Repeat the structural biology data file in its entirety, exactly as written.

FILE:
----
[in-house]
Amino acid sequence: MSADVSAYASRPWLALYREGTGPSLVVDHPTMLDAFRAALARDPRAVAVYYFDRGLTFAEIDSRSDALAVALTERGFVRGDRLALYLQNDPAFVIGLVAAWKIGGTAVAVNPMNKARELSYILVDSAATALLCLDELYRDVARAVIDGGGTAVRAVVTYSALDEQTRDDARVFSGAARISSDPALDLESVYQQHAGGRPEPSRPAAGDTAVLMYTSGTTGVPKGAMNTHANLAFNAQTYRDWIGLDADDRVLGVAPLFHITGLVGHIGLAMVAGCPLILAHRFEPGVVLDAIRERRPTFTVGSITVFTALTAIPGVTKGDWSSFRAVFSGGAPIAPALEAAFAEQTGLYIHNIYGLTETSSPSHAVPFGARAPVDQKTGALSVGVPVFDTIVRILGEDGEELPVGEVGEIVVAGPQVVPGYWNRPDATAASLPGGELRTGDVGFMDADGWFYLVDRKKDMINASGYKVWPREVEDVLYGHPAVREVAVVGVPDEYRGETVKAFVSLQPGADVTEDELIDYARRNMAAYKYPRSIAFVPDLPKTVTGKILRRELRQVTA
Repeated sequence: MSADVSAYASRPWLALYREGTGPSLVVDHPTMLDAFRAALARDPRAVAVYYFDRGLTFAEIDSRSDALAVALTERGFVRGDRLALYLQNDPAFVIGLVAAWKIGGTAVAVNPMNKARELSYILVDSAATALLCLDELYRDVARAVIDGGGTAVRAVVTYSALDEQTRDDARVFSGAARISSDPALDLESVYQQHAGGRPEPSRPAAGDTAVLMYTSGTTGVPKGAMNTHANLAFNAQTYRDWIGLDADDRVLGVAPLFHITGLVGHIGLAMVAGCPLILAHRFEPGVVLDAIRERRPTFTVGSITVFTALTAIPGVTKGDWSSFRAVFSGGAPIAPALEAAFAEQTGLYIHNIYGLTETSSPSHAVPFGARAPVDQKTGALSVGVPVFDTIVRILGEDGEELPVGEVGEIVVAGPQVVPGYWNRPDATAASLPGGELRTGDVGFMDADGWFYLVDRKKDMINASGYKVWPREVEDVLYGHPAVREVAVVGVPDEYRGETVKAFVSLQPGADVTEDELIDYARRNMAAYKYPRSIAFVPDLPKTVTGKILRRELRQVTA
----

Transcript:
[in-house]
Amino acid sequence: MSADVSAYASRPWLALYREGTGPSLVVDHPTMLDAFRAALARDPRAVAVYYFDRGLTFAEIDSRSDALAVALTERGFVRGDRLALYLQNDPAFVIGLVAAWKIGGTAVAVNPMNKARELSYILVDSAATALLCLDELYRDVARAVIDGGGTAVRAVVTYSALDEQTRDDARVFSGAARISSDPALDLESVYQQHAGGRPEPSRPAAGDTAVLMYTSGTTGVPKGAMNTHANLAFNAQTYRDWIGLDADDRVLGVAPLFHITGLVGHIGLAMVAGCPLILAHRFEPGVVLDAIRERRPTFTVGSITVFTALTAIPGVTKGDWSSFRAVFSGGAPIAPALEAAFAEQTGLYIHNIYGLTETSSPSHAVPFGARAPVDQKTGALSVGVPVFDTIVRILGEDGEELPVGEVGEIVVAGPQVVPGYWNRPDATAASLPGGELRTGDVGFMDADGWFYLVDRKKDMINASGYKVWPREVEDVLYGHPAVREVAVVGVPDEYRGETVKAFVSLQPGADVTEDELIDYARRNMAAYKYPRSIAFVPDLPKTVTGKILRRELRQVTA
Repeated sequence: MSADVSAYASRPWLALYREGTGPSLVVDHPTMLDAFRAALARDPRAVAVYYFDRGLTFAEIDSRSDALAVALTERGFVRGDRLALYLQNDPAFVIGLVAAWKIGGTAVAVNPMNKARELSYILVDSAATALLCLDELYRDVARAVIDGGGTAVRAVVTYSALDEQTRDDARVFSGAARISSDPALDLESVYQQHAGGRPEPSRPAAGDTAVLMYTSGTTGVPKGAMNTHANLAFNAQTYRDWIGLDADDRVLGVAPLFHITGLVGHIGLAMVAGCPLILAHRFEPGVVLDAIRERRPTFTVGSITVFTALTAIPGVTKGDWSSFRAVFSGGAPIAPALEAAFAEQTGLYIHNIYGLTETSSPSHAVPFGARAPVDQKTGALSVGVPVFDTIVRILGEDGEELPVGEVGEIVVAGPQVVPGYWNRPDATAASLPGGELRTGDVGFMDADGWFYLVDRKKDMINASGYKVWPREVEDVLYGHPAVREVAVVGVPDEYRGETVKAFVSLQPGADVTEDELIDYARRNMAAYKYPRSIAFVPDLPKTVTGKILRRELRQVTA